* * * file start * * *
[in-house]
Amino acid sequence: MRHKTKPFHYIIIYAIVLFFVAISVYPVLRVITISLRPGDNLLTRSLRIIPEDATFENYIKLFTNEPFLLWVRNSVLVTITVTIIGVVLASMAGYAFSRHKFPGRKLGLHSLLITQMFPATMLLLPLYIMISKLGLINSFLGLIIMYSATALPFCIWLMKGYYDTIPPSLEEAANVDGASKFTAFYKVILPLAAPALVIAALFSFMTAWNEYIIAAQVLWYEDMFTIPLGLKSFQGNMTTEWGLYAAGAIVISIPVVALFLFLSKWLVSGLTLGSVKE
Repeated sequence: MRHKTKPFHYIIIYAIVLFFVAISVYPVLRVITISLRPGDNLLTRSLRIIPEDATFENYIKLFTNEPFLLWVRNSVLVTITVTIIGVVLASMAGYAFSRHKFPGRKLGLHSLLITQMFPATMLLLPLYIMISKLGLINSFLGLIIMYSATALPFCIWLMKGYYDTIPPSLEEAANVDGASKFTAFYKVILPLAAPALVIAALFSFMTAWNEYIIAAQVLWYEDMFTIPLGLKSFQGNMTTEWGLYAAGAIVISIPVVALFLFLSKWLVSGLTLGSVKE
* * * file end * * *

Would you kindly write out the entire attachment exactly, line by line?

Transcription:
[in-house]
Amino acid sequence: MRHKTKPFHYIIIYAIVLFFVAISVYPVLRVITISLRPGDNLLTRSLRIIPEDATFENYIKLFTNEPFLLWVRNSVLVTITVTIIGVVLASMAGYAFSRHKFPGRKLGLHSLLITQMFPATMLLLPLYIMISKLGLINSFLGLIIMYSATALPFCIWLMKGYYDTIPPSLEEAANVDGASKFTAFYKVILPLAAPALVIAALFSFMTAWNEYIIAAQVLWYEDMFTIPLGLKSFQGNMTTEWGLYAAGAIVISIPVVALFLFLSKWLVSGLTLGSVKE
Repeated sequence: MRHKTKPFHYIIIYAIVLFFVAISVYPVLRVITISLRPGDNLLTRSLRIIPEDATFENYIKLFTNEPFLLWVRNSVLVTITVTIIGVVLASMAGYAFSRHKFPGRKLGLHSLLITQMFPATMLLLPLYIMISKLGLINSFLGLIIMYSATALPFCIWLMKGYYDTIPPSLEEAANVDGASKFTAFYKVILPLAAPALVIAALFSFMTAWNEYIIAAQVLWYEDMFTIPLGLKSFQGNMTTEWGLYAAGAIVISIPVVALFLFLSKWLVSGLTLGSVKE